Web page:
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Fugitive from Nevada prison back in court

A man arrested after a high-speed chase through Grass Valley Wednesday morning was in court Monday to face charges of felony evasion of a peace officer, being a felon in possession of a loaded firearm and transporting methamphetamine.

Christopher Lee Lang, 54, was arraigned Friday on charges of being a fugitive from a Nevada prison.

Lang was in Nevada County Superior Court Monday and was appointed a public defender; he has not yet entered a plea, In addition to the three felony charges, he also faces allegations of two prior convictions for sales and transportation of controlled substances.



He will return to court Nov. 8 and remains in custody in lieu of $50,000 bail.

The saga began when Nevada County Sheriff’s deputies received information that a man living in a Grass Valley apartment complex was Glen Stewart Godwin, a convicted murderer who had escaped from Folsom Prison 25 years ago. Godwin has been on the FBI’s 10-most-wanted list since 1996.




The Grass Valley resident had showed a gun to an informant and said he had escaped from Folsom in 1980, said Sheriff Keith Royal, who noted that Lang bore a remarkable resemblance to an age-progressed image of Godwin. Deputies received a vehicle description and began staking out the apartment complex, Royal said.

Wednesday morning, a deputy heading up to the San Juan Ridge spotted the suspect vehicle heading south on Highway 49. Other deputies attempted to stop the vehicle on Highway 49, but instead, a chase ensued past Nevada Union High School on Ridge Road, down Rough and Ready Highway and onto Bitney Springs Road.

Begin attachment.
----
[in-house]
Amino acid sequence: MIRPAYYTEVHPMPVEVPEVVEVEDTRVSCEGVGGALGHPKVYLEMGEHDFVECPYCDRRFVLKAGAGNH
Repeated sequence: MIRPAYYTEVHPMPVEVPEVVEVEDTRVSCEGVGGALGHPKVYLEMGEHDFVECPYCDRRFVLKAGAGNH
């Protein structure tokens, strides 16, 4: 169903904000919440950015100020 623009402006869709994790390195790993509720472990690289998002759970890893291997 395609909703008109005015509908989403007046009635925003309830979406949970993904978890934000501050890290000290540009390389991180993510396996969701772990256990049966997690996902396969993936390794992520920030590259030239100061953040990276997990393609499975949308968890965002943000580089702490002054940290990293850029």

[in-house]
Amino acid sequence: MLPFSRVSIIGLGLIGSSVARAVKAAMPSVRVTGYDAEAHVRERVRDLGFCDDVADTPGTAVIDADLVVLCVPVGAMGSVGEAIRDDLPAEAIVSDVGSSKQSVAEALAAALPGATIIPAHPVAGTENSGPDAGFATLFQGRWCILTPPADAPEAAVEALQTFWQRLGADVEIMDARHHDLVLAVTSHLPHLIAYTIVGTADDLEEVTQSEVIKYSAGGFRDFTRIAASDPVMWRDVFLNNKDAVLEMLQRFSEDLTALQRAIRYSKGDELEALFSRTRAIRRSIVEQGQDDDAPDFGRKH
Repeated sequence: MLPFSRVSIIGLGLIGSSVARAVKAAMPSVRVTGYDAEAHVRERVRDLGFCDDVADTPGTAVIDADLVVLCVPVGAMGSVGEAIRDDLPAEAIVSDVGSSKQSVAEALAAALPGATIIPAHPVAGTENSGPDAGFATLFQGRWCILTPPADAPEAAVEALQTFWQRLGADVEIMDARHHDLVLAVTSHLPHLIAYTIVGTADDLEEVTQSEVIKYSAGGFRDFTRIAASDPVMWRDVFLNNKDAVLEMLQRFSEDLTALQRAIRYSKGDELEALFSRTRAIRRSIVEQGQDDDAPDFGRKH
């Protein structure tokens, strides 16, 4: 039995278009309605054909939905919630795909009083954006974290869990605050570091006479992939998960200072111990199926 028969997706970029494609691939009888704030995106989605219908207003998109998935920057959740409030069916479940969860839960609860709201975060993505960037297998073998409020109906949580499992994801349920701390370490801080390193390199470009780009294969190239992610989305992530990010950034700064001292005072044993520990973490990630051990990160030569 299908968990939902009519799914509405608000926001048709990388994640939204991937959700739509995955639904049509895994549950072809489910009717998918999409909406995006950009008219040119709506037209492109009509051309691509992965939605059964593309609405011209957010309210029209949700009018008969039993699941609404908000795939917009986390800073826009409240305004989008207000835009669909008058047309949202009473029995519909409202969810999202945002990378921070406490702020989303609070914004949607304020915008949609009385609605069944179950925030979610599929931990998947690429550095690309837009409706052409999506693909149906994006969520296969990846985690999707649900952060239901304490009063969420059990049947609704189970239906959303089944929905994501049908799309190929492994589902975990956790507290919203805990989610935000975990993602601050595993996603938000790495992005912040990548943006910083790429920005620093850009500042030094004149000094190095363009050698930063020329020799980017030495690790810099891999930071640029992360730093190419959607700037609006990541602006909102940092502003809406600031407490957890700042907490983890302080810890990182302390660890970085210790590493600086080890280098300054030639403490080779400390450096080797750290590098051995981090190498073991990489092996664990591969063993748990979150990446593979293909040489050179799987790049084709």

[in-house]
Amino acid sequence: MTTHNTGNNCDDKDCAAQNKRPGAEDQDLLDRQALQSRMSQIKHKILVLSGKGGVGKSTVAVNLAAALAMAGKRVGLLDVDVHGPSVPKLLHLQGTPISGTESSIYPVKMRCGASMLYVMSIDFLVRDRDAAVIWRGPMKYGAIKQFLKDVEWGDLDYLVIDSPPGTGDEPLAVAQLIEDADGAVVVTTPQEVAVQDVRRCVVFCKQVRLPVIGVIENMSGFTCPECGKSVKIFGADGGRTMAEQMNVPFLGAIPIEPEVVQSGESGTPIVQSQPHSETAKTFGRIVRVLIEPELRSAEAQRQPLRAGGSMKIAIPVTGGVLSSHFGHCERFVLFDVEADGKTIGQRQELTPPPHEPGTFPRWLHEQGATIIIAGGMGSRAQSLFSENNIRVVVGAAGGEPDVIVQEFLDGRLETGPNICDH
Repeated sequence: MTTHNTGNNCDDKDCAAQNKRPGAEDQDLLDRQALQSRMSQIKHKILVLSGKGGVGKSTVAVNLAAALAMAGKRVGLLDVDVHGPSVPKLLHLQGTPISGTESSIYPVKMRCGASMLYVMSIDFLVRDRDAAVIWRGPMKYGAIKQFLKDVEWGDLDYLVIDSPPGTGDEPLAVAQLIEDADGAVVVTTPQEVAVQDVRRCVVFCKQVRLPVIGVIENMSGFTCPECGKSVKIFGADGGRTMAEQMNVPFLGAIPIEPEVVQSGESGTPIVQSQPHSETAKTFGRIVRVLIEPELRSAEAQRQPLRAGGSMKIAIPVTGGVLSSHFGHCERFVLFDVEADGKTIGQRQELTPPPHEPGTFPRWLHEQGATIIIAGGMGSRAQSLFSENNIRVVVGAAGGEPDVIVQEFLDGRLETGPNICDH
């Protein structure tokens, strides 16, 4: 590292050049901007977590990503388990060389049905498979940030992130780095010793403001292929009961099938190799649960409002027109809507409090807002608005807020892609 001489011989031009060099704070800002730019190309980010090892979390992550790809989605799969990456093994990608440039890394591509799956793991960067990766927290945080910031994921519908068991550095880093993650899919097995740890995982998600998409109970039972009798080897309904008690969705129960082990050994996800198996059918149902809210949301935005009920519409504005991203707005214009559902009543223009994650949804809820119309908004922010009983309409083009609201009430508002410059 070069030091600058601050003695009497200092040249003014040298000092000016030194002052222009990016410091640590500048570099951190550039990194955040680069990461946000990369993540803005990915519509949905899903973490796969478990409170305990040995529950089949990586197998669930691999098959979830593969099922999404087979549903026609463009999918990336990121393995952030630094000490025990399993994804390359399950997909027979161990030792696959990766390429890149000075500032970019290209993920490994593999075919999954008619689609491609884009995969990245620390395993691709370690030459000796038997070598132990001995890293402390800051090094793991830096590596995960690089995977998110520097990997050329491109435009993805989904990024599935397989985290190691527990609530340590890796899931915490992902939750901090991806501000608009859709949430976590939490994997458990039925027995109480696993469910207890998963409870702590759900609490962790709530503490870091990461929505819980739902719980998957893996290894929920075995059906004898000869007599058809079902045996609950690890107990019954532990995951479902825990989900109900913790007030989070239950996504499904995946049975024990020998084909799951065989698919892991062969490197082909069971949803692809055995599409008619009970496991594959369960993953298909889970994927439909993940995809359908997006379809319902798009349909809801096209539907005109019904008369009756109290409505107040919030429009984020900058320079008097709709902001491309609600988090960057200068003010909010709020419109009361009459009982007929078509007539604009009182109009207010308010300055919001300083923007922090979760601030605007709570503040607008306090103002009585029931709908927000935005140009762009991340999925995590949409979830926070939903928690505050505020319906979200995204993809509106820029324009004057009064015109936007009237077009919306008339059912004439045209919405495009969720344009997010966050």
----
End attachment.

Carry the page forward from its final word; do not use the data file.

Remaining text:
The suspect pulled into a driveway and jumped out of the vehicle in an attempt to flee, Royal said.

“Deputies saw a bulge in the back of his pants they believed to be a weapon,” he said.

The man allegedly ran then fell, at some point reaching around toward his waistband.

A sheriff’s deputy fired one shot, which did not hit the suspect, Royal said. The man then was taken into custody and booked into county jail, where he allegedly gave a false name.

According to Royal, a handgun was found, but it was not clear where it was located. Deputies allegedly located drug paraphernalia in Lang’s vehicle, as well as three small packages of meth totaling about 28 grams on his person.

“We ran the prints, and the DOJ did a hard comparison to prints known to belong to Godwin,” Royal said. “They said, ‘No, it’s not him.’”

The man’s fingerprints eventually came back as belonging to Lang.

Lang had been serving a sentence for grand larceny, possession of stolen property and keeping a place to sell controlled substances and had walked away from a “transitional center” near Las Vegas in late August 2011, said a spokesman from the Nevada Department of Corrections.

To contact Staff Writer Liz Kellar, email lkellar@theunion.com or call (530) 477-4229.


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